The Air Force plays Call of Duty on the most powerful game console in existence.
The United States Air Force Research Laboratory has completed what it calls the Condor Cluster, a supercomputer made entirely of PlayStation 3 consoles. The Condor Cluster, housed in Rome, New York, reportedly has capabilities heads and tails above every other interactive computer in the Department of Defense.
Made of 1,760 PlayStation 3 processors and 168 general purpose processors, the Condor Cluster provides extreme power for its relatively low cost. It has the ability to calculate 500 trillion floating point operations per second (TFLOPS), but was made for $2 million thanks to the cost of the PS3. Mark Barnell, director of the Air Force Research Laboratory's High Power Computing division, says this is "a cost savings of between 10 and 20 times for the equivalent capability." It also uses 1/10 the power of a comparable supercomputer, apparently making it "green."
The Condor Cluster is not the fastest supercomputer in town, with the big boys currently able to compute a couple of quadrillion FLOPS, but it'll still be useful to the military. The entire Department of Defense will have access to the Condor Cluster on a shared basis, and it is predicted to be used for "neuromorphic artificial intelligence research, synthetic aperture radar enhancement, image enhancement and pattern recognition research." These are likely codewords for "so the U.S. government can look through your window more easily."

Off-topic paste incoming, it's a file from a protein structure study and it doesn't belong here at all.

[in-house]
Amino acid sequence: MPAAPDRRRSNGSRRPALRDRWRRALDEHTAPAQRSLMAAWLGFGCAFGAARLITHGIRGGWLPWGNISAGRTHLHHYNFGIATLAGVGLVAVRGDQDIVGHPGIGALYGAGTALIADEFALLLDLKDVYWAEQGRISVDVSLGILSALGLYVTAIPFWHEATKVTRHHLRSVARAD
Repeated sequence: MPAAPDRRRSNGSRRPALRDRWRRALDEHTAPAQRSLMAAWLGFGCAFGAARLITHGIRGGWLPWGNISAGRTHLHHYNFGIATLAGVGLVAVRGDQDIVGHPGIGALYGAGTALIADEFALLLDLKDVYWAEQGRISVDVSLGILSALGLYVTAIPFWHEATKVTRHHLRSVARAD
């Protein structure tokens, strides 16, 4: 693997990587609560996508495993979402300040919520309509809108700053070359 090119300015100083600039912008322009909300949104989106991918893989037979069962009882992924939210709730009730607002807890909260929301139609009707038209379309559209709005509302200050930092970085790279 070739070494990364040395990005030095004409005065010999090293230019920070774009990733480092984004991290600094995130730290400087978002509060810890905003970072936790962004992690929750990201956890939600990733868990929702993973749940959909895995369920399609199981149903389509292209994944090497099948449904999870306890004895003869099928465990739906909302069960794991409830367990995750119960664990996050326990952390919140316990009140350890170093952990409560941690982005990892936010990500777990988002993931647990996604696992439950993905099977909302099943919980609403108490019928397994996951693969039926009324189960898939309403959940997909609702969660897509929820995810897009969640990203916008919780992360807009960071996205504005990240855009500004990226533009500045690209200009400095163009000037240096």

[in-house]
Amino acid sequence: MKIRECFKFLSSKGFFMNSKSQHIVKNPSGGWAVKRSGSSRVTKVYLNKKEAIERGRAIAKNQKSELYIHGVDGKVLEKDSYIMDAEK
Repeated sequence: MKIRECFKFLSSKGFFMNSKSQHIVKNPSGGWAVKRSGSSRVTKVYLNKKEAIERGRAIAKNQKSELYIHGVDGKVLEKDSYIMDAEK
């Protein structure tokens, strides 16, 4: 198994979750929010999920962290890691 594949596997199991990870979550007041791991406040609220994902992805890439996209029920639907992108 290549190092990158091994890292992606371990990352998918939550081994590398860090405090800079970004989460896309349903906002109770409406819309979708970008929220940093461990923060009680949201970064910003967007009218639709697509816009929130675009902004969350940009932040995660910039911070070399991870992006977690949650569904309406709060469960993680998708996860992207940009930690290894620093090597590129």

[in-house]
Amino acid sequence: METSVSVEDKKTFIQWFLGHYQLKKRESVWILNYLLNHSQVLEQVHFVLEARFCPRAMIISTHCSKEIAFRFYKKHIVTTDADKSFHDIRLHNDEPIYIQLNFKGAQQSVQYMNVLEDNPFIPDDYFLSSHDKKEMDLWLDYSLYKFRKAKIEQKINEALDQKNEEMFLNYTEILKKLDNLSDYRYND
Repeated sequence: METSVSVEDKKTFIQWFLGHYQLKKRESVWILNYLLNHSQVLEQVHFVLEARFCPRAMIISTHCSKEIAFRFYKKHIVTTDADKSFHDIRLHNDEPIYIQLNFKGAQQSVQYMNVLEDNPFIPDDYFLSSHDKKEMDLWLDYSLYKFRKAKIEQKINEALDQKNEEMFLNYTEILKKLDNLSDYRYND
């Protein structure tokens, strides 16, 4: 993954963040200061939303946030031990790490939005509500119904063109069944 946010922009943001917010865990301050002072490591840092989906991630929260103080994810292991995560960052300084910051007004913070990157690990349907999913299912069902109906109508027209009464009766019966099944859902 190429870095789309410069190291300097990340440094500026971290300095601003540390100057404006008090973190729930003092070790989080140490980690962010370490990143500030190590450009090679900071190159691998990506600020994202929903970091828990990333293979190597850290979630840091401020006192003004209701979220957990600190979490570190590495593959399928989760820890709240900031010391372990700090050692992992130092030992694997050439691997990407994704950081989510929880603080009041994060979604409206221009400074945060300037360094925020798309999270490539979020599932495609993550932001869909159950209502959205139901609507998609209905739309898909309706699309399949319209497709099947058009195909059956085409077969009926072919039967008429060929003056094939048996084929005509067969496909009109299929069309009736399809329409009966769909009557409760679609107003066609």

The Air Force will cut the ribbon on the Condor Cluster today, December 1, 2010, making it open for computational business. The Condor Cluster might be a modern marvel of cheap supercomputing technology, but the Air Force was troubled by Sony's choice to remove the option to install Linux in a firmware update, making it harder to find replacement systems should a console break. If you've got an unboxed PS3 "Phat" laying around, keep the old firmware on that puppy and the U.S. military might make you an offer someday.